Lower speed limits and the targeting of speeding drivers in London are just two of a number of new measures being introduced to cut down road fatalities.
Vision Zero, the goal set out by Mayor of London, Sadiq Khan, which aims to eliminate death and serious injury from London’s streets is being backed by the Metropolitan Police Service (MPS), Transport for London (TfL) and London boroughs in significant ways.
To begin, TfL have committed to bringing forward its 20mph speed limit programme, meaning that by 2024, 220km of TfL roads will have a 20mph speed limit, up from 80km today and 35km in 2016. They will also be recommending to Government that they collaborate on a pilot project to trial a 20mph default speed limit on all residential roads in London.
Furthermore, a dramatic increase in speed enforcement is set to be undertaken by the Metropolitan Police to tackle the risk and harm caused by speeding. This will be done by increasing MPS capacity to enforce up to 1,000,000 offences by 2024/25, introducing new technologies to improve effectiveness of enforcement and rolling out new powers to Police Community Support Officers (PCSOs) so that they can stop speeding vehicles and take enforcement action against drivers.
As outlined in latest TfL research (carried out by market research firm, YouGov) 71% of Londoners think road users are not as considerate to others as they should be, and only 9% of people admitting to not being as considerate as they could be themselves.
The same research also shows that 28% of Londoners believe that road users have become more inconsiderate since COVID-19, compared to the 11% who believe they have become more considerate.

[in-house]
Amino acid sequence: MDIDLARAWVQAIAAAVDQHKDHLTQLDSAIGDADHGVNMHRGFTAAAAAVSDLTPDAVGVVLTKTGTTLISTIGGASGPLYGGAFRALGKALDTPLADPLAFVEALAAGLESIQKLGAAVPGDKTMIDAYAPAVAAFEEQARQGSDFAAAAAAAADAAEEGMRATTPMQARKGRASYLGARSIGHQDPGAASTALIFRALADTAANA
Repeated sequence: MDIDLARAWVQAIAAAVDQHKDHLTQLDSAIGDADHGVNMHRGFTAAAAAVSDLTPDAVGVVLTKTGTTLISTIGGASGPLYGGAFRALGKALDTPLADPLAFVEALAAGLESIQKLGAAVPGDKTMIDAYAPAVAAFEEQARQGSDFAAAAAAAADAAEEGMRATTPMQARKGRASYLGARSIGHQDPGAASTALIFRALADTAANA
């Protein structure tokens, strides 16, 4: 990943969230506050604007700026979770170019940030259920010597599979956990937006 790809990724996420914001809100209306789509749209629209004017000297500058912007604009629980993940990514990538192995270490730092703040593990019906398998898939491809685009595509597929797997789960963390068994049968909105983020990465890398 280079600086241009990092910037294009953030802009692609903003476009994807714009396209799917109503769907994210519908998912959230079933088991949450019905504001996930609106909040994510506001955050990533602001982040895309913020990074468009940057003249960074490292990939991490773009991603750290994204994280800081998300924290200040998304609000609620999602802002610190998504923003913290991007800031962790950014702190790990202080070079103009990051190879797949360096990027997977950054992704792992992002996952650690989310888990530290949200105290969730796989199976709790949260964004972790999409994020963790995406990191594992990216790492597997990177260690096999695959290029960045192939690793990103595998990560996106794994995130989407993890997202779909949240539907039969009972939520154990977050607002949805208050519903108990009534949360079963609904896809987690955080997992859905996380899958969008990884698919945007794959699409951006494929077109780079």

The Mayor of London said “this report contains bold and ambitions plans to change the way we use London’s roads, with lower speed limits being introduced and more collaboration with London boroughs to improve dangerous junctions. We have already made some good progress – but we cannot be complacent. There is still much more to do to eradicate deaths and serious injuries from our streets.”
It is absolutely worth noting that since the introduction of the first Vision Zero plan in 2018, London has improved significantly by reducing road deaths and making a positive impact. Just one example of this is the launch of the Direct Vision Standard; which covers the reduction in lethal blind spots on lorries. The DVS is now being enforced on all roads in London and TfL’s bus safety standard is mandating the latest safety technologies and designs on all new buses also.
However, even whilst improvements are being made, there is still a long way to go to reach the Vision Zero goal and improve road safety in its entirety.
In 2020, there were a total of 96 fatalities, with 2,974 people suffering serious injuries on London roads. The Chair of London Councils’ Transport and Environment committee, Mayor Philip Glanville, commented that “every death on our roads is tragic and unacceptable. We know that road danger, and the fear of road danger, influences the way people choose to travel in the capital. By collectively committing to the Vision Zero goal, we can create a safer London which in turn means a healthier, more active, greener and cleaner London.
“Vision Zero can only be achieved through a partnership approach and we are proud of what we have individually and jointly delivered so far. It is vital we continue to champion this approach and redouble our efforts to reduce road danger until there are no deaths on the capital’s roads.
“Boroughs are committed to making all London’s roads safer and working alongside TfL and the Metropolitan Police Service to play a full part in achieving Vision Zero.”